How Will I Live?

 July 8, 2011

For the record, I don't personally know Jamie.  I was asked if I would be willing to let her write a guest post on the subject of mesothelioma. This is a personal blog, an adoption blog:  I do not write about cancer.  And she had no way of knowing that my grandfather, a larger than life, teddy bear of a man, died of mesothelioma.

Guest Post By: Jackie Clark

News of your impending death is a heart breaking revelation that is extremely stressful. For a young mother on the threshold of parenthood, eagerly planning the kind of life she herself never had for her child, news of a terminal illness is devastating. Even though every sickness is not unto death, a young mother who faces the challenges of that possible separation learns early on that her nurturing and parenting skills take on an urgency that is different from those who appear to be in the picture of health. The interesting thing about that difference is that it's the very thing that will enable her to live. This yearning to watch my child grow created a fight in me that could not be beaten.

For those who might not know, mesothelioma is an aggressive form of cancer that develops in the protective lining of the stomach, lungs, and or the cavity around the heart. Because the disease is asymptomatic, early diagnosis is difficult. This allows the disease to thrive; its long latency period keeps it from being detected until it is in the advanced stages. Mesothelioma is caused by exposure to asbestos and inhalation of asbestos particles. Although it has no known cure, surgery, chemotherapy, and radiation offer curative or palliative treatments designed to extend life, alleviate pain, and increase the mesothelioma life expectancy. For me these treatments have co-in sided with my fight. I have beaten the odds; I am a mesothelioma survivor.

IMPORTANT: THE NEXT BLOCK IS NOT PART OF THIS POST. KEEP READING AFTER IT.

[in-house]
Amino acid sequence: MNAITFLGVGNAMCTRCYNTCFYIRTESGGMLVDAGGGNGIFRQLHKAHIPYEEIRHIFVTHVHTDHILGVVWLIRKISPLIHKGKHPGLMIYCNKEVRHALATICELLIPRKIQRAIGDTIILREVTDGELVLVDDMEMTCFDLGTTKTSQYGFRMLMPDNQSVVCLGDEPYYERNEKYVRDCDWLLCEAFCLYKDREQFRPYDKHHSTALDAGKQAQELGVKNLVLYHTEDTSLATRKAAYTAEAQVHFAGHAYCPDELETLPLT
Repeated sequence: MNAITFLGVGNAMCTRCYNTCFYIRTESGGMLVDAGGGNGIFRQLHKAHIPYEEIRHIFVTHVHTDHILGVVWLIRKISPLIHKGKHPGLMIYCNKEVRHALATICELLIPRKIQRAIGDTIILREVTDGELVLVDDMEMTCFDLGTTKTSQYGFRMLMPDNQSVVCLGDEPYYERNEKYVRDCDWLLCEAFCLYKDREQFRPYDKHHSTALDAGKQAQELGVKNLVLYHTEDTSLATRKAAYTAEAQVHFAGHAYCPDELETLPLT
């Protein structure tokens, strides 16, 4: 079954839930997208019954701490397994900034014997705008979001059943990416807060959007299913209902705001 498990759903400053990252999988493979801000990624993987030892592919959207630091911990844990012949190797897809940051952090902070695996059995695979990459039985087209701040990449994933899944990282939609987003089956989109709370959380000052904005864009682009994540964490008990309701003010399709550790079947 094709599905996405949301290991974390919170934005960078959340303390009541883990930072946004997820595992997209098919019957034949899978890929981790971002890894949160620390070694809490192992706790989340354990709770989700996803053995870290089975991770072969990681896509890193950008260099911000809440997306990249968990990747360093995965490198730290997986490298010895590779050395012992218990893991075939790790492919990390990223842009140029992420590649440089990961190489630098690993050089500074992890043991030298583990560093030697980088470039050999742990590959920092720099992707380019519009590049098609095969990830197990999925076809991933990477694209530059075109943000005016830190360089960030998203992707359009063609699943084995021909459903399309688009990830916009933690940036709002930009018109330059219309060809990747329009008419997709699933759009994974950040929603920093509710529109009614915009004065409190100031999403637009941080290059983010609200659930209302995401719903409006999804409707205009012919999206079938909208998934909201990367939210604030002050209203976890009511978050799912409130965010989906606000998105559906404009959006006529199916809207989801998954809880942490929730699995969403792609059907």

As a young mother with mesothelioma, you can still be a great mother. You will have to plant things in your young children that someone else may have to water and harvest, but your awareness of this lets you plan and make quality decisions for your child's life and future. You can decide how you want to be remembered; you can plan memorable activities and events for the two of you; you can keep a journal or write stories telling your children about you and your dreams for them. The little things that you do now will make a mark on your child's heart that cannot be erased.

Mesothelioma is a killer, but it doesn’t have to completely destroy you. Despite the prognosis you hold the keys to how you live your life and raise your children. When you face death through mesothelioma, it can be on your own terms. You've found a way to live.

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